I think of Nova Scotia as a Canadian motorcycling Mecca. It's a beautiful place to ride, particularly Cape Breton Island and the famous Cabot Trail. Unfortunately, some other aspects of motorcycle culture have also infiltrated the province, such as biker gangs. One man learned the hard way that starting a new gang isn't as easy as just slapping patches on your leather vest.

An unnamed man referred to only as "RM" for his protection wanted to establish his own chapter of the Gentlemen's Motorcycle Club in Nova Scotia. This is not an outlaw club, but it does use patches similar to what some of the tougher clubs tend to use. He contacted the dominant outlaw club in the province, the Bacchus Motorcycle Club, which has ties to the Hell's Angels, to ask how they recommend he proceed without incurring their wrath. BMC representative Patrick James told RM in no uncertain terms that he could not start his own three-patch motorcycle club, nor a local offshoot of an existing one.

According to the information James provided to RM, the correct procedure is to start an independent club that uses just one patch. After a few years, if the club gains a good reputation it is allowed to use two patches. Finally, after an unspecified amount of time, the new club asks permission to go to three patches, and may only do so if the ranking clubs approve.

A few weeks later, RM established a Nova Scotia chapter of Montreal's Brotherhood Motorcycle Club with their full permission to wear one-piece patches. He thought he was following the procedure that BMC had laid out for him. Apparently, he had not, since he established a new chapter of an existing club rather than a brand new club as BMC had instructed. James saw the new chapter's page on Facebook and was furious. He went to RM's workplace and demanded all the vests be destroyed and the Facebook group be taken down.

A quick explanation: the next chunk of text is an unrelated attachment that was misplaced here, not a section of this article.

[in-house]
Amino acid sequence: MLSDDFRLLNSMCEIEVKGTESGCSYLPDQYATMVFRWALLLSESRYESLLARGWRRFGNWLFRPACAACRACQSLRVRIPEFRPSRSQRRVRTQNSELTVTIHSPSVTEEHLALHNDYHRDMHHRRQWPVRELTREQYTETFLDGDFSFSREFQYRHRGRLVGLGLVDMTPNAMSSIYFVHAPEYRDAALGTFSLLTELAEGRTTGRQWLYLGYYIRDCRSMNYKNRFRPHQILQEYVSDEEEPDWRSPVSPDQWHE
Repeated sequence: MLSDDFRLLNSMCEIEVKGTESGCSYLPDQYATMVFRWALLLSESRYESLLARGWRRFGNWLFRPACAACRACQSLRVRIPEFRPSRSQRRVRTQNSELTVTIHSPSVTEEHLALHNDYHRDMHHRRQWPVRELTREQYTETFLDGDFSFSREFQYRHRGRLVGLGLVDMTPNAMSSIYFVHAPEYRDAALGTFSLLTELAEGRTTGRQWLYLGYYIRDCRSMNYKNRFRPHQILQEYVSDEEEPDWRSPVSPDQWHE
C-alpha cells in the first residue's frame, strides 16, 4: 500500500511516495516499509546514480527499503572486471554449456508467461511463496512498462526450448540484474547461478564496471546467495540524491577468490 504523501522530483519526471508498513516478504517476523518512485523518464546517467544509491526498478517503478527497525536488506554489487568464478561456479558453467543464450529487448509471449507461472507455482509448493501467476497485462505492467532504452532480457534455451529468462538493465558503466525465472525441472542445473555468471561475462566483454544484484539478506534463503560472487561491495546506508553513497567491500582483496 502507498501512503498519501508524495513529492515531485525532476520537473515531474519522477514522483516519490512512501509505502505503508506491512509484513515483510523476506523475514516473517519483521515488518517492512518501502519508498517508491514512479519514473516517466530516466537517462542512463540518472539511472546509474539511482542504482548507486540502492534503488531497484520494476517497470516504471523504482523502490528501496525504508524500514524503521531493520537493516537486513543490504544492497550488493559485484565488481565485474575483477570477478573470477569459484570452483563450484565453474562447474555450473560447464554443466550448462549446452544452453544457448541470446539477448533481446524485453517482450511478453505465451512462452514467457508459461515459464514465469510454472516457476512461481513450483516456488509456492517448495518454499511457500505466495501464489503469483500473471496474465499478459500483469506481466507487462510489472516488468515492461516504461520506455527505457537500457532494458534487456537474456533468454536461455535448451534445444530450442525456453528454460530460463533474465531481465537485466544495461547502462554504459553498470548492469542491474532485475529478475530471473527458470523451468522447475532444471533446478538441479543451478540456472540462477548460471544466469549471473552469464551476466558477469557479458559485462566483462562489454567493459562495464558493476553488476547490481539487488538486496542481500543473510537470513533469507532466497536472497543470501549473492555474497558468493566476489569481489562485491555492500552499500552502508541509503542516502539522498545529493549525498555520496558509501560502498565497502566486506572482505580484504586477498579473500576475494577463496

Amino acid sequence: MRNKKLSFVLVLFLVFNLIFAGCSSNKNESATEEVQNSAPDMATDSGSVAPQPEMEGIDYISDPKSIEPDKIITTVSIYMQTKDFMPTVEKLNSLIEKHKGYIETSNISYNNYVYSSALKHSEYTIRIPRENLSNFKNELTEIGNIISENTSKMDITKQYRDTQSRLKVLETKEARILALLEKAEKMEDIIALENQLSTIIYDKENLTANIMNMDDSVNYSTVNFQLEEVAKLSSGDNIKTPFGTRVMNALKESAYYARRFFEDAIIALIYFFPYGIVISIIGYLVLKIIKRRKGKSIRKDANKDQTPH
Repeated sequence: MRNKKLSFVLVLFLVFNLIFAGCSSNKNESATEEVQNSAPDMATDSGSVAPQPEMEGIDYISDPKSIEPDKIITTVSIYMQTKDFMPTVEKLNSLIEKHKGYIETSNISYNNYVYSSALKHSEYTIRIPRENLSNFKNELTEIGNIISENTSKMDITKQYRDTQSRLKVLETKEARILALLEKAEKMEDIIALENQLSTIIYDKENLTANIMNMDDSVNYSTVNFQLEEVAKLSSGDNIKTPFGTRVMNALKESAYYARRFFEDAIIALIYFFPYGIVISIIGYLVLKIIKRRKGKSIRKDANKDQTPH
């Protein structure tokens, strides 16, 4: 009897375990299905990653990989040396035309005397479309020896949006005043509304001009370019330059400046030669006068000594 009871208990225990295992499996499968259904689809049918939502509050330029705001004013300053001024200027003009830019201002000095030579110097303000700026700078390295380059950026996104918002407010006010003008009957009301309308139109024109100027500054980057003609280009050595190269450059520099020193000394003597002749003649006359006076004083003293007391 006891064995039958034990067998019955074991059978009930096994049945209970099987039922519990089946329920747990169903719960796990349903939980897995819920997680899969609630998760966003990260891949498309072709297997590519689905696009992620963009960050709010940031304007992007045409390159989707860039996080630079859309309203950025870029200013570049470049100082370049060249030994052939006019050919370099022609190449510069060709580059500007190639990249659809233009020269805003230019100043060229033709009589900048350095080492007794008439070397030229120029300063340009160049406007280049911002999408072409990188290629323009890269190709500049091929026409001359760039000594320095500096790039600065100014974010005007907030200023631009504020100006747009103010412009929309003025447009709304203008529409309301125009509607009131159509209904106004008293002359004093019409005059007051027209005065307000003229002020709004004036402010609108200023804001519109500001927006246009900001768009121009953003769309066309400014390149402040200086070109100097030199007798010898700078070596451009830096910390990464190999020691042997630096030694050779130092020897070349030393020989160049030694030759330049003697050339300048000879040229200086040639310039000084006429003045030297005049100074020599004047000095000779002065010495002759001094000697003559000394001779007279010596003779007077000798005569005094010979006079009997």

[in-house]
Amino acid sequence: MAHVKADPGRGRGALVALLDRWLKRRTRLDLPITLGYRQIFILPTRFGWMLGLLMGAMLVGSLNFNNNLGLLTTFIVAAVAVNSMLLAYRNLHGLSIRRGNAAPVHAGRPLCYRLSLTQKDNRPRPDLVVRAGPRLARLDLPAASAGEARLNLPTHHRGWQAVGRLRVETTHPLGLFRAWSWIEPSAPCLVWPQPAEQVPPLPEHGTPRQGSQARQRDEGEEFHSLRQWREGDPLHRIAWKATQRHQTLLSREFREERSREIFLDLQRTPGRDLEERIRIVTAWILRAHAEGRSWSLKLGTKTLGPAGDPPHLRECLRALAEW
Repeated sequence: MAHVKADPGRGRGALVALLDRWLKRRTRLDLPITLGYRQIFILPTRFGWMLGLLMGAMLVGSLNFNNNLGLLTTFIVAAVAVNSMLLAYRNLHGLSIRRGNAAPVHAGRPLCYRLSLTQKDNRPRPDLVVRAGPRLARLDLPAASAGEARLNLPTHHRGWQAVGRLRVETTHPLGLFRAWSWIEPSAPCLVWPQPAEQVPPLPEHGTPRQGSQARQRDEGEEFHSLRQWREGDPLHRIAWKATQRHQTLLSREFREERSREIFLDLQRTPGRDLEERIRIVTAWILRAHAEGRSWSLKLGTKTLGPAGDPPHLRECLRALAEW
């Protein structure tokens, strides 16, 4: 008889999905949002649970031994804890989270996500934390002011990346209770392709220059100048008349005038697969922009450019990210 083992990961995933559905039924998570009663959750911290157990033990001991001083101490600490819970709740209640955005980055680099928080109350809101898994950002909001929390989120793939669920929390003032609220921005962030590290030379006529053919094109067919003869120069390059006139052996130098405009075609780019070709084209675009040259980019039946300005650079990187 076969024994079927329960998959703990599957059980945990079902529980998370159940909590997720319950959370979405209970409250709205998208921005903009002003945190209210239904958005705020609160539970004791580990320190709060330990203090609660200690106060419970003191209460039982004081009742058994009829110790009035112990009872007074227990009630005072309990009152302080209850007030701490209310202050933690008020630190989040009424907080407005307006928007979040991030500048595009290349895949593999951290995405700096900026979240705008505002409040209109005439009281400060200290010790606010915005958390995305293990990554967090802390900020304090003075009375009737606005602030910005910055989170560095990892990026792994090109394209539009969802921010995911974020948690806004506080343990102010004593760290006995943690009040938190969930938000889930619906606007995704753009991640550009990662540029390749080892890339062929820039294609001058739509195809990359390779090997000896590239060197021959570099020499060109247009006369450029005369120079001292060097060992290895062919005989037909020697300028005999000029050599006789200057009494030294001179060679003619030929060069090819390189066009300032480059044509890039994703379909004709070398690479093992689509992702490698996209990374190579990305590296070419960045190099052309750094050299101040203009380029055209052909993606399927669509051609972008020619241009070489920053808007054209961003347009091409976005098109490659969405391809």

"This is your only chance," James told RM, along with a few other choice words. He pointed to a picture of RM's family and told him "Get this taken care of."

RM and the Brotherhood immediately complied with James' "request" to avoid trouble. Months later, however, BMC members Duayne Howe and David Pearce confronted RM about the incident at a biker event. They were still upset with RM about the "disrespect," even though RM had fully cooperated with BMC's demands. Despite further apologies, they told RM not to show his face at any other biker events. At this point, RM installed a panic alarm on his home and sold all of his motorcycles. He had enough.

In September 2012, police raided four locations, including the Bacchus clubhouse, and seized gang-related items. James, Howe, and Pearce were arrested for their treatment of RM. Earlier this year they were convicted of intimidation and extortion for their treatment of RM. Further, the judge declared the Bacchus Motorcycle Club to be a "criminal organization," the first time this Criminal Code designation has been used against an outlaw biker gang in Nova Scotia. Last week each of them was sentenced to serve between 18 months and three years for extortion and being part of a criminal organization.

Sources: The National PostCBC

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